at 4-7). He seeks relief in the form of “full dismissal
of the charges currently pending” in additional to
monetary damages and other relief (id. at 8).
available online criminal records regarding No. 83239-CR
reflect that on May 13, 2019, Paul pleaded guilty to
possession of a controlled substance and was sentenced to
four years in the Texas Department of Criminal
Justice-Correctional Institutional Division
(“TDCJ”). See State of Texas v. John Paul,
Jr., No. 83239-CR, 300th District Court of Brazoria
County, Texas (available at
(last visited June 21, 2019). Judgment was entered on May 28,
publicly available online records indicate that Paul is now
incarcerated in TDCJ rather than Brazoria County Jail. Paul
has not provided the Court with his new address as instructed
in the Court's prior order (Dkt. 10, at 3).
STANDARD OF REVIEW
required by the PLRA, the Court screens this case to
determine whether the action is frivolous, malicious, fails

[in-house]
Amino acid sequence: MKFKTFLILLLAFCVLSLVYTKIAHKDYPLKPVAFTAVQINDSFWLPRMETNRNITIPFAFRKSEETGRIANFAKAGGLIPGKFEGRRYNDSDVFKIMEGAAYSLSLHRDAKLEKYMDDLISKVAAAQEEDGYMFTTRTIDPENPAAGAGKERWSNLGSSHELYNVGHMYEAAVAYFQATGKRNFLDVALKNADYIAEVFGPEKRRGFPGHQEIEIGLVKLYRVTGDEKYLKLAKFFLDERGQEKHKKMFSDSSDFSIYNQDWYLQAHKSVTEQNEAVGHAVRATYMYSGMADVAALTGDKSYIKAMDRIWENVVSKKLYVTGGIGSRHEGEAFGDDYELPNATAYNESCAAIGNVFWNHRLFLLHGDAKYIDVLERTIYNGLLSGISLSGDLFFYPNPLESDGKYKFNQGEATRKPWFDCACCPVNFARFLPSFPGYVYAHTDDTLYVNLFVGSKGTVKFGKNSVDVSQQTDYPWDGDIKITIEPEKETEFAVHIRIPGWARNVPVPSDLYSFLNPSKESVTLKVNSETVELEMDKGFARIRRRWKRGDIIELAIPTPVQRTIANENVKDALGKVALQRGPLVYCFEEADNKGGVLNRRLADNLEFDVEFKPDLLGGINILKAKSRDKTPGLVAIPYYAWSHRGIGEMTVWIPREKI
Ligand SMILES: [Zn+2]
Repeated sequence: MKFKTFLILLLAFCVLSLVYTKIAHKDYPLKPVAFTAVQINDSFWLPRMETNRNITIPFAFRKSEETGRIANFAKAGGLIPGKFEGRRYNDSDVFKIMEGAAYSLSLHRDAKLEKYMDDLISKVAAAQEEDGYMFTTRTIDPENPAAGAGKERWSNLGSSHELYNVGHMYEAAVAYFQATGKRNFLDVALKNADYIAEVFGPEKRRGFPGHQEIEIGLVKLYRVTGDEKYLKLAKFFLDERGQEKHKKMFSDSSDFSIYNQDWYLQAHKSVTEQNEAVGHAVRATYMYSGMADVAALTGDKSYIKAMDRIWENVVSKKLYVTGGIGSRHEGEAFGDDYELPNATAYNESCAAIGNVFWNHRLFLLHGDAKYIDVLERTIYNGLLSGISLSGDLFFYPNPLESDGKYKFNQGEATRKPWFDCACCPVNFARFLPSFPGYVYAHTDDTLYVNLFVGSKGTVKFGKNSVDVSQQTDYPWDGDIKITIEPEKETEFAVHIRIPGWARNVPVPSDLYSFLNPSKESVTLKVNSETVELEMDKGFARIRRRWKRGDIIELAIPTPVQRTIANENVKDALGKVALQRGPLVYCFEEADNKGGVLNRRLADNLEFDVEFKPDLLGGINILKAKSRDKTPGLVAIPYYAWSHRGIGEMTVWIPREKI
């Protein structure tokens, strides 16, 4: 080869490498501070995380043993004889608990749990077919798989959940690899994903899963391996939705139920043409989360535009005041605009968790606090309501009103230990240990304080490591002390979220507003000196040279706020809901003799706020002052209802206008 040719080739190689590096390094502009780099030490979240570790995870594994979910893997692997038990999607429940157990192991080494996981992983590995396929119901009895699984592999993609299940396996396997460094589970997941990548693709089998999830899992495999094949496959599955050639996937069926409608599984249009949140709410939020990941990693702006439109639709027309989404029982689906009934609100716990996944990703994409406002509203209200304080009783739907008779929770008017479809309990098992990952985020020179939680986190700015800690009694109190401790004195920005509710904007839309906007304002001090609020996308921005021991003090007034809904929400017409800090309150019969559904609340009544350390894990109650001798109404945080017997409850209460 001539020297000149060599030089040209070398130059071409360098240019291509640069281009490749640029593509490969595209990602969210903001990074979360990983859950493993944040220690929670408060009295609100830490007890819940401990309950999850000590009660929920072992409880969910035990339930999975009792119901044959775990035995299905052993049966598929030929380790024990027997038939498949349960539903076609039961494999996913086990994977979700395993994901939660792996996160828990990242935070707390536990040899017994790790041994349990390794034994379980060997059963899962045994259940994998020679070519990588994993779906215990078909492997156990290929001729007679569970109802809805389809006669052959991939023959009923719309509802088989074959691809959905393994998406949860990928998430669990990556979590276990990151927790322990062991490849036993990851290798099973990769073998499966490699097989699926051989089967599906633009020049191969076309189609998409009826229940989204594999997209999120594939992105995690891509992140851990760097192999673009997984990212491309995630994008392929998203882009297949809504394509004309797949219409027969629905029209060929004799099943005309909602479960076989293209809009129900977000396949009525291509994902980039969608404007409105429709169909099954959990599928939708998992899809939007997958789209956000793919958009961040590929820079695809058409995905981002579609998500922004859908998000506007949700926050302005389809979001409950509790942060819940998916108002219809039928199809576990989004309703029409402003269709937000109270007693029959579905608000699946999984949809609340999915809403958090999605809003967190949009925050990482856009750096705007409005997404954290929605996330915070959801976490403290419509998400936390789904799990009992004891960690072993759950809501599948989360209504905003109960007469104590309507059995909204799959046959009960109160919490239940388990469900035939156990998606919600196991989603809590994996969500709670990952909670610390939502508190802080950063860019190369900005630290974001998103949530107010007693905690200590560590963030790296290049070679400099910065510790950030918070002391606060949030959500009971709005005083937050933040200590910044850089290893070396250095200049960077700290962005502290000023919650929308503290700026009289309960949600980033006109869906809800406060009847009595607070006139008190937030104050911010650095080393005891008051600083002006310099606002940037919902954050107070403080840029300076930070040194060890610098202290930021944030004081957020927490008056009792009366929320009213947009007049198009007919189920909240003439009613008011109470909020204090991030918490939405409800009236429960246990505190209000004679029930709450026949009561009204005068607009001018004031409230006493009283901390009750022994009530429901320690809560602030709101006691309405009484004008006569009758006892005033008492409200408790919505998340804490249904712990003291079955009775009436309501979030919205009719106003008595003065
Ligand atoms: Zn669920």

to state a claim upon which relief may be granted, or seeks
monetary relief against a defendant who is immune from such
relief. See 28 U.S.C. § 1915A. In reviewing the
pleadings, the Court is mindful of the fact that Plaintiff
proceeds pro se. Complaints filed by pro se
litigants are entitled to a liberal construction and,
“however inartfully pleaded, must be held to less
stringent standards than formal pleadings drafted by
lawyers.” Erickson v. Pardus, 551 U.S. 89, 94
(2007) (internal quotation marks and citation omitted). Even
under this lenient standard a pro se plaintiff must
allege more than “‘labels and conclusions' or
a ‘formulaic recitation of the elements of a cause of
action.'” Ashcroft v. Iqbal, 556 U.S. 662,
678 (2009) (quoting Bell Atlantic Corp. v. Twombly,
550 U.S. 544, 555 (2007)); see Patrick v. Wal-Mart,
Inc., 681 F.3d 614, 617 (5th Cir. 2012).
“Threadbare recitals of the elements of a cause of
action, supported by mere conclusory statements, do not